Solidifying terms already approved for apartments at UWM's Innovation Campus, including $2.5 million in tax-incremental financing from the city, the community development committee approved a development agreement Tuesday, July 8, with the Mandel Group. The agreement still has to be approved by the common council.
"This development agreement basically memorializes terms approved previously and allows us to take various next steps, including securing our loan contributions," said Phillip Aiello, senior development manager at Mandel.
Aiello said Mandel plans to begin construction next month, for completion by the end of 2015. Aiello said residents could start moving into finished areas before construction is complete on all 192 units. The project is projected to cost at least $42 million.
The TIF funding will go toward an underground parking structure, which city officials say will help increase the density of development and therefore bring in more property tax revenue.
The agreement outlines two options for the Eschweiler buildings, both of which would preserve the administration building and allow residents of the apartments to use the space for offices and common areas.
Under one scenario, the administration building would also be occupied by a charter school, University Laboratory School, which could also use the other Eschweiler buildings on the campus. This would require the school district to approve an agreement with the charter school, which has so far faltered. Under the other option, the additional buildings would be demolished except for the foundations, which would become "walled gardens."
The agreement comes with several conditions, including landscaping and stormwater management plans. The CDC amended the agreement Tuesday to include an additional caveat — that the Habitat Plan Team created by the county have an opportunity to review the stormwater management plans and projected drainage patterns.
Barb Agnew, a member of the Habitat group, requested the addition to ensure the protection of monarch habitat and other natural areas on the grounds.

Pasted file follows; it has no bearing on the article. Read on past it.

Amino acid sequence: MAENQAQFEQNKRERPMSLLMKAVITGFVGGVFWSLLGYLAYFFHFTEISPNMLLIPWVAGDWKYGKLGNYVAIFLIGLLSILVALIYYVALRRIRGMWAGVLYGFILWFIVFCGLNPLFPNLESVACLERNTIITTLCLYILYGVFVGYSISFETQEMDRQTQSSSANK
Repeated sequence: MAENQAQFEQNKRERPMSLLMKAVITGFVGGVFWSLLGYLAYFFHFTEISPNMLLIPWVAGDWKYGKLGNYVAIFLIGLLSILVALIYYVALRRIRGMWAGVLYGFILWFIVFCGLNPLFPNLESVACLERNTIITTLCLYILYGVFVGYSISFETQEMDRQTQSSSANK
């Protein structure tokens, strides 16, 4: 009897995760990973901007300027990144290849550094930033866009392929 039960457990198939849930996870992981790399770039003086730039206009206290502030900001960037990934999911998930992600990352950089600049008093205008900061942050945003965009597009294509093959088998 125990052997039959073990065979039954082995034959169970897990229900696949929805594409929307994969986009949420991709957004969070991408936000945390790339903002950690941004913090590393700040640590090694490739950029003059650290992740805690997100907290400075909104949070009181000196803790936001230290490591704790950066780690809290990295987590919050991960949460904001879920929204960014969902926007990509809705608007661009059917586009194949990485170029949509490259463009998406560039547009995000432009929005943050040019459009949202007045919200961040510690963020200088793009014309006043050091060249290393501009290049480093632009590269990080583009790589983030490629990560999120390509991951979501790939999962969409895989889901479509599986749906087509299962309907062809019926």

"The space is very small now compared to what it was," Agnew said, referring to the natural area. "We want to make sure it is successful."
Alderwoman Cheryl Berdan was the only committee member to vote against the amendment, saying she was "not comfortable" with giving the committee review, preferring to leave it in the hands of city staff.
But other members pointed out the city engineer would have final say on the stormwater plan and felt the group could give valuable feedback.
"This group has done a lot for this city, and I think it's a very important thing and the least we can do," Alderman Tim Hanson said.
The common council will likely vote on the development agreement at its next meeting July 15.
Your link to the biggest stories in the suburbs delivered Thursday mornings.
Enter your e-mail address above and click "Sign Up Now!" to begin receiving your e-mail newsletter Get the Newsletter!
- Construction worker dies in machinery accident at Zoo Interchange project
- Wauwatosa East teacher Barb Bruesewitz named ProStart Teacher of the Year
- Wauwatosa Virtual Academy meets diverse need of learners
- Pancake breakfast Sunday will raise money for scholarships
- Soup sampling fundraiser benefits Wauwatosa Woman's Club
- Wauwatosa School Board asks lawmakers to increase public education funding
- Wauwatosa Police Report: Feb. 26
- Wauwatosa health officials say they are prepared to contain measles if it arrives
- Wauwatosa committee recommends denial of Wisconsin Lutheran College parking structure request
- News & Notes: Feb. 26